Alien franchise. I doubt it will have even a shred of the horror elements originally contained in Ridley Scott's vision. Alien: Resurrection also frustrated some viewers with its odd humor amidst the grotesque imagery, but it makes sense given director Jean-Pierre Jeunet's style. While falling short of the first two pictures, this movie provides an entertaining ride and could bridge nicely into a fifth movie.">
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Fox Home Entertainment presents
Dr. Wren: I think you'll find that things have changed a great deal since your time.
DVD ReviewThe climactic events of Alien 3 appeared to end Ellen Ripley's battles with the ferocious alien enemies. However, through the magic of DNA technology, our heroine returns 200 years later as a cloned human-alien hybrid. Ripley possesses all the memories and knowledge of her original self, and doesn’t immediately realize the ramifications of the number eight tattooed on her arm. Her blood also sports some interesting properties, which raises questions about her allegiances. Scientists have cloned Ripley to gain access to the alien species in hopes of "domesticating" them: This idea is not very smart. Meanwhile, a group of tough mercenaries arrive on the large vessel with the cargo needed to create the aliens. Viewers will quickly realize that all hell is about the break loose, even given the scientist's apparently more responsible precautions.
Alien: Resurrection faced lesser expectations following its predecessor's huge disappointment, and it actually provides a more original experience. French director Jean-Pierre Jeunet had achieved considerable acclaim for his previous two pictures—Delicatessen and City of Lost Children—but he remained an unknown to typical American audiences. His unique imagery evokes the spirit of these pictures while remaining grounded in the Alien universe. The gore quotient remains very high, but the tone becomes more enjoyable and less bleak. Writer Joss Whedon succeeded wonderfully with Buffy the Vampire Slayer and Angel, and the script reflects his less depressing style. Plenty of destruction still occurs, but it plays better as camp than as a serious science-fiction movie. Some missteps do happen, especially with the odd new alien at the finish, but Whedon does a solid job. Cinematographer Darius Khondji (Seven, Panic Room) injects considerable energy into the tale and brings a freshness to what could be generic material.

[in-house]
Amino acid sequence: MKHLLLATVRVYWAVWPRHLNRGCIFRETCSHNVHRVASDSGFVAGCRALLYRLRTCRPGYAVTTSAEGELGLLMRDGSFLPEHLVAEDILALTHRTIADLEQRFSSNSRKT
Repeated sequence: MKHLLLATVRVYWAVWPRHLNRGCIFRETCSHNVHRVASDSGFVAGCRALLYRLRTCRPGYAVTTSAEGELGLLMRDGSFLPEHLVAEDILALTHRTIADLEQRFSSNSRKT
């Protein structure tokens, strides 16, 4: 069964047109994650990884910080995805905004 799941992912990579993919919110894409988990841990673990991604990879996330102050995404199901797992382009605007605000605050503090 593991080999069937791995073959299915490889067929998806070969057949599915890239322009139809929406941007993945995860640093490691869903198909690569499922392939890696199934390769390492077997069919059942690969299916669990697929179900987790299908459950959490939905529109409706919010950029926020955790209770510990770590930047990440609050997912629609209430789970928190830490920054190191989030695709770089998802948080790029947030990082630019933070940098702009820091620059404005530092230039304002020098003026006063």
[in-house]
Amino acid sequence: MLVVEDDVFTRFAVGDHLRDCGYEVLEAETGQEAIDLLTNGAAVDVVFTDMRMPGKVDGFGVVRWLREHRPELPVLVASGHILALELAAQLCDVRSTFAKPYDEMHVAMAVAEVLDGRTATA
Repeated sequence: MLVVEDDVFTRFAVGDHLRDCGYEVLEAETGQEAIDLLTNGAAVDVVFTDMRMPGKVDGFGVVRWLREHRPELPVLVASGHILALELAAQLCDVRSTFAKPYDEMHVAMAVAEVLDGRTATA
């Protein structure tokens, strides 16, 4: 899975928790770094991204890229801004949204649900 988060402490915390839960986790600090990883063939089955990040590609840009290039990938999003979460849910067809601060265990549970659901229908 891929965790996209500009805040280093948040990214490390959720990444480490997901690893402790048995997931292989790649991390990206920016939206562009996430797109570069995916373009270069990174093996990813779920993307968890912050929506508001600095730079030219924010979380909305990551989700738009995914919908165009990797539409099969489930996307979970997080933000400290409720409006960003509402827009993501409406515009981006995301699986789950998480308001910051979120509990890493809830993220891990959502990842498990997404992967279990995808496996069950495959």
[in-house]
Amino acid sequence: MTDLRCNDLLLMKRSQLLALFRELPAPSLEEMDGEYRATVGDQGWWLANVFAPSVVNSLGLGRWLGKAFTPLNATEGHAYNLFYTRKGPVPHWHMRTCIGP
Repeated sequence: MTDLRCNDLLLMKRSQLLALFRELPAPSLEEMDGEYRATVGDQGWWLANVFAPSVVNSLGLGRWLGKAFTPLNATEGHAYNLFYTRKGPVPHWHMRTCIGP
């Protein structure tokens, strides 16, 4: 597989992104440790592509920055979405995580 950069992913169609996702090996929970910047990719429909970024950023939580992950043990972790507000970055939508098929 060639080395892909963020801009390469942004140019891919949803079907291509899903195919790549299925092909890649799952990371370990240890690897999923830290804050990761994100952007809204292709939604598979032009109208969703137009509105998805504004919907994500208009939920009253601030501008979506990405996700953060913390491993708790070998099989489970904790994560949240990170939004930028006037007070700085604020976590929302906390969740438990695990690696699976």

The talented ensemble cast members aren't given much to do besides running from the aliens and spouting wisecracks, but they still help to create a believable atmosphere. Weaver remains very comfortable in this role and delivers an effective performance. Jeunet regulars Ron Perlman and Dominique Pinon both play their mercenary roles with impressive aplomb. Genre film staple Michael Wincott (Along Came a Spider, Strange Days) also does well playing the group's leader. One negative is Winona Ryder, who delivers a surprisingly flat performance that raises questions about casting the popular actress. I generally enjoy her work, but Ryder struggles here to generate chemistry with Weaver and sell her character's motivations.
Once everyone is introduced and the expected calamity occurs, the characters spend the remaining time trying to escape the vessel. The aliens appear at inopportune times to wreak havoc, and a saboteur makes everything even more difficult. The best moment involves a tense chase through an underwater tunnel with the agile creatures pursuing closely. Upon arrival at the surface, our heroes face another shock that helps to create a spellbinding sequence. The other action scenes provide a mixed bag and waver between nasty violence and pure silliness. Ripley remains in control and helps with the escape, although one alternative excursion could doom them in the end. This tale moves briskly and provides an entertaining ride, but it lacks the truly memorable scenes of the first two pictures. Jeunet and Whedon make a game attempt to create a unique product, which is laudatory even though it doesn’t completely succeed.
Alien: Resurrection may be viewed in either the original theatrical release version or a slightly extended special edition. The new scenes do add a few nice touches, but in general the overall result is the same. The major alterations include a different opening credits sequence that tries to be unique but doesn't work, and an impressive final shot that probably should have remained. Jeunet also adds a few lines and extends other scenes to reveal additional plot points. Both versions provide enough dark humor and memorable visuals to make this picture a worthwhile sequel. It's nice to see a slightly less serious approach to the material, especially following the gloomy predecessor. Jeunet, Whedon, and the entire cast deserve credit for generating a unique film that stands on its own while it connects all the way back to the original picture.
Rating for Style: B+
Rating for Substance: B-